Over the past few weeks, I have been reading a rather interesting book called the Tipping Point by Malcolm Gladwell. He discussed at length a theory on crime prevention called the "Broken Window Syndrome." A cliff notes version of the theory is provided by Tom Asacker (2003).
In their groundbreaking article in The Atlantic called "Broken Windows: The police and neighborhood safety," Kelling and Wilson argued that rampant crime is the inevitable result of disorder. If a window in a building is broken and left unrepaired, people walking by will conclude that no one cares and that no one is in charge. One unrepaired window is an invitation to break more windows, and lawlessness spreads outward from buildings to streets to entire communities.
On the streets, "quality-of-life" crimes - panhandling, vagrants sleeping in doorways - serve as the equivalent of broken windows. In the subways, low-level crimes like fare-jumping act similarly as small but unmistakable signals that, left unchecked, invite further chaos. In such an environment, according to Kelling and Wilson, citizen complaints will often be met with excuses: the police are understaffed, the courts don't punish first-time offenders, etc. Soon, citizens stop calling the police, convinced they can't do anything. Or won't.
If we could all agree that one of the biggest problems facing our cities is the crime problem then this theory provides a different kind of solution. New York proved that crime can be addressed by focusing on these small and insignificant issues. In the data world, we have enormous problems that are seemingly insurmountable: integration, quality, reuse and interoperability. Many organizations attack the problem with strategic initiatives, stewardship programs and spending enormous amounts of capital on software and consultants. However, time and time again, these efforts only provide short-term relief to the long-term issues.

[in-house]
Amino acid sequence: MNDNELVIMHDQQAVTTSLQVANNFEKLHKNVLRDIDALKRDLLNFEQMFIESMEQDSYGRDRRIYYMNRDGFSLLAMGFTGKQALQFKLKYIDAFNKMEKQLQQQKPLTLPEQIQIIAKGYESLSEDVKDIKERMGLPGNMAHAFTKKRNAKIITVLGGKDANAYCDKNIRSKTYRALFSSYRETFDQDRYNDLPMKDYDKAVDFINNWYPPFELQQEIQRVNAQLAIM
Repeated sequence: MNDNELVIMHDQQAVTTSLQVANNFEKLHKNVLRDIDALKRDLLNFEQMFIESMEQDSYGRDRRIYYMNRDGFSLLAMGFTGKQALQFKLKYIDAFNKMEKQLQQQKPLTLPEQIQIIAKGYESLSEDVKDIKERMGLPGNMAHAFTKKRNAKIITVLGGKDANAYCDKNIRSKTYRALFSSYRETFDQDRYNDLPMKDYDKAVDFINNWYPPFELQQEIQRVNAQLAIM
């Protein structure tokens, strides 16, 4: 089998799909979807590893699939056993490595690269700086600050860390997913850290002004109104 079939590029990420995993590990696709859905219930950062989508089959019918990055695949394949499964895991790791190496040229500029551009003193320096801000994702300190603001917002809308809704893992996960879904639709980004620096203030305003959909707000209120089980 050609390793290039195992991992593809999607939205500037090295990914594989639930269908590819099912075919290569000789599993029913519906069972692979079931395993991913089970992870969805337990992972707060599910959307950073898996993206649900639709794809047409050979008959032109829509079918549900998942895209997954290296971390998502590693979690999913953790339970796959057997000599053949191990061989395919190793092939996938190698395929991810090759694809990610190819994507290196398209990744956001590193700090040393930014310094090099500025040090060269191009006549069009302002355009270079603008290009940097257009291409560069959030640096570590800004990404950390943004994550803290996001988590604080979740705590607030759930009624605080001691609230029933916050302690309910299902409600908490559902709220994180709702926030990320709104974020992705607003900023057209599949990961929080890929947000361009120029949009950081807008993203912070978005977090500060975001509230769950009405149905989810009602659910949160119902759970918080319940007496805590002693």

What does this have to do with meta data? I think we all can agree that meta data has long been the stepchild of the data architecture world. Rarely are the concepts and strategies of meta data placed on the front end of a project or better yet established as an enterprise program. Could it be because meta data is not as glamorous as business intelligence or a business communication device as the logical model? My stipulation is that meta data is the broken window of data management, data architecture and the myriad of data disciplines.
Let's take a Web example. Most Web developers spend 99 percent of their time working on content, layout, navigation, graphics and the myriad of other user interface components. Usability tests focus on the human/computer side of application while other tests focus on the business functionality of the application. Does anyone actually ensure that all images have alternative tags, that all pages have descriptive titles, that each page has a solid collection of meta tags or that terms used to build these components are constructed from a predefined vocabulary? Are these insignificant items or broken windows? I would argue that they are huge items that can allow the organization add quantifiable business benefits such as site positioning, site indexes, table of contents, soft link utility and search engine enablement such as meta cards. (Meta card is an HTML representation of a dynamic page or object that can be rendered in a browser. Think of a meta card as a card catalog of assets that only exist when the browser generates the view)
O.K., perhaps this is true in the Web world. How about the XML space? Currently, we are spending a tremendous amount of time on XML integration, XSLT capabilities, XML native database, transformation hardware, Web services and plenty more. I'll repeat my sermon from last year, all of this technology is great but what happens when we have a couple million XML files sitting around, buried within the business processes? Failure to address the meta data issues of vocabularies, naming conventions, standards, registration requirements, documentation and meta data interchange will lead us back where we currently are with a whole lot of stuff but no idea of what it is.